For seven years, this was everything I owned: A MacBook Pro, an iPad, an unlocked iPhone, seven shirts, two pairs of jeans, two jackets, one coat, one sweater, two pairs of shoes, a suitcase, a backpack, some gym shorts, bathroom stuff, socks and underwear. That’s it. Everything I owned could be easily packed into a small suitcase and moved within thirty minutes.
In Fight Club, Tyler Durden made the bold claim: “The things you own, end up owning you.” Although I think that’s true, I’m not going to be a zealot here and try to convince you to throw away all of your possessions and go live on a mountain or something. Obviously, you have a life and a home, perhaps a family, and needs, and a radical shift in lifestyle wouldn’t be practical for many of you. These days, it isn’t for me either. I have commitments and obligations and people who depend on me now, so I’ve had to root down.
But what I am going to try to convince you is that you probably don’t need all of the stuff you think you do and that getting rid of much of it can be surprisingly liberating as well as make you happier.
Back in 2007, I went broke after graduating from university. To deal with this, I sold most of my possessions and moved onto a friend’s couch temporarily. At the time, it was painful. I had to get rid of my bed, my desk, a lot of my books and CD’s, pictures, and who knows what else. It felt excruciating. But despite my perception of “selling everything,” I still moved into my friend’s place with two large boxes of crap, a full suitcase of clothes, desktop computer, desk chair, guitar, TV stand (don’t ask), and other odds and ends. For the six months I lived on that couch, 75% of everything I owned sat neatly in boxes, untouched.
The next year, with a struggling online business, no money, and nowhere to go, I moved back home to live with mom for a while. Since shipping a box full of stuff from Boston to Texas was expensive, and I was surviving almost solely on peanut butter, I jettisoned even more stuff. On Craigslist, everything went: goodbye bicycle, messenger bag, the high-end poker chip set I won in a tournament, framed pictures, dumbbell weights, yoga mat, basketball, Playstation 2, and games. It hurt. It’s funny now, but looking back I really felt like a failure because I was selling all of my possessions to keep my business afloat. Like it was this massive sacrifice. Aside from my clothes and suitcase, all I kept was my guitar and a small box of books.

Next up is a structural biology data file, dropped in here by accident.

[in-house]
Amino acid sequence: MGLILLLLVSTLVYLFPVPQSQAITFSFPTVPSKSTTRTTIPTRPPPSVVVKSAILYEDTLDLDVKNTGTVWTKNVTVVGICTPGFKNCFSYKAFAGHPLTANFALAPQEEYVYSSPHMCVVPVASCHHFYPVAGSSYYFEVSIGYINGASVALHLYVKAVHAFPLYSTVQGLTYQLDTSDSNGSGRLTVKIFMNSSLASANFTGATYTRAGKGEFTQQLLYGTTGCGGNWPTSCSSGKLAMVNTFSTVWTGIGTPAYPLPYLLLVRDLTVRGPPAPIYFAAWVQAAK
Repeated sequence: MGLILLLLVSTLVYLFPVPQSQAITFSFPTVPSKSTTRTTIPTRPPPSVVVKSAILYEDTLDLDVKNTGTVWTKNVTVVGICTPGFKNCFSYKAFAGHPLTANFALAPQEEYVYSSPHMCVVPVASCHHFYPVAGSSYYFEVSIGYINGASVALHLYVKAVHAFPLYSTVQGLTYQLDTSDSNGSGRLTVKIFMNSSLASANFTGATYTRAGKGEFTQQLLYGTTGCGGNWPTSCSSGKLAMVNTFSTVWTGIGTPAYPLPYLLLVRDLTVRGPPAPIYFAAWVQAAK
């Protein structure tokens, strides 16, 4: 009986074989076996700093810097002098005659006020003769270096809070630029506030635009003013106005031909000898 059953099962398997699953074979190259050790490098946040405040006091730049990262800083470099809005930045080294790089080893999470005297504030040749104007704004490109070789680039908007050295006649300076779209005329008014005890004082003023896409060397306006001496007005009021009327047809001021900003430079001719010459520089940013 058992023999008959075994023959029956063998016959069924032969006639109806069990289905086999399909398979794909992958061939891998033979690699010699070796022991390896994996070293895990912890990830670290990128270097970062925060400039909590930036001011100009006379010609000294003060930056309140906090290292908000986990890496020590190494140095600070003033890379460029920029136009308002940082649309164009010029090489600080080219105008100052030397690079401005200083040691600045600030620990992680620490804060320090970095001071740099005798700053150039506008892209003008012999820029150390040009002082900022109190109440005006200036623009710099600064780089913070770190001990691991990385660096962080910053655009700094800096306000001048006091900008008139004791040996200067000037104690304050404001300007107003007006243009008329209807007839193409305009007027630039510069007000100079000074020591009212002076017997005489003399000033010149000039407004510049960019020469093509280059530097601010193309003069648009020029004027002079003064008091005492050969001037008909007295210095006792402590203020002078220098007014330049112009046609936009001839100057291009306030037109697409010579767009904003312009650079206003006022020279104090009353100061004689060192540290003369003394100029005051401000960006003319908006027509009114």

Six months later, I began my foray into the digital nomad lifestyle. I visited Brazil and moved to Buenos Aires. I took one large suitcase with me and spent hours the days before I left deliberating over how I was going to fit everything I “needed” into one single suitcase for 3-6 months abroad. Which tools do I bring? Which raincoat should I bring? Fitness supplements, external hard drives, an extra pair of running shoes, clothes iron, and cooking spices all seemed like necessities at the time.
I was an idiot.
I didn’t use half of the stuff I packed. I started a habit of unloading unnecessary junk by leaving them in the apartments, hostels, and hotels I stayed in. Finished reading a book? Here you go, intrepid next traveler! Eventually, I ended up with the small suitcase of a week’s worth of clothes and a laptop and essentially lived like that for most of my 20s.
That may sound a little extreme to some of you. And it is. But… and this is a big “but,” so I’m going to bust the italics out: Every step along the way, getting rid of what I didn’t absolutely need was painful, but at no point did I ever miss anything once it was gone. Ever.
I don’t remember most of the crap I owned, much less miss it. I couldn’t tell you what hung on my wall, what color my couch was, where I bought my television, which video games I owned without thinking very, very hard.
In fact, not only do I not miss anything I got rid of, but the thought of spending money on more of the same possessions instead of life experiences and relationships with others sounds absolutely insane to me now.
Identity Investment and Loss Aversion
There are two psychological factors at play in owning a bunch of stuff and I think both lower the overall quality of life: identity investment and loss aversion.
Identity investment is what Fight Club ribs at when it makes fun of the need to own a bunch of nice stuff—people tend to become emotionally attached to their possessions and see their possessions as a part of themselves. This is particularly true in more materialistic cultures where people are encouraged to express their identities through consumerism. People become attached to the companies that make their car or truck, their computers, their clothing, their appliances, etc. They spent months saving up for an item, spent a lot of mental energy choosing which item “represents” them best, therefore they begin identifying themselves as a “Ford guy,” or a “Mac user,” or whatever.
This becomes part of your identity—no matter how small—that you portray to others in your life. And if you’ve learned anything from this blog, it should be that investing your identity in factors outside of yourself (sexual interactions, what people think of you, how much money you make, stuff you own) isn’t healthy and generally backfires.
The second factor, loss aversion, is a sad fact of life. Psychology has shown that humans perceive the pain of losing something to be much greater than the pleasure of having it.1 This is true for everything—relationships, possessions, competition—and it’s hard-wired into us. All of us. So that poker chip set I won and swore I had to keep and felt crushed when I had to get rid of, I never actually used it once when I owned it. The guitar that I thought I loved just sat collecting dust, yet I couldn’t bear to sell it.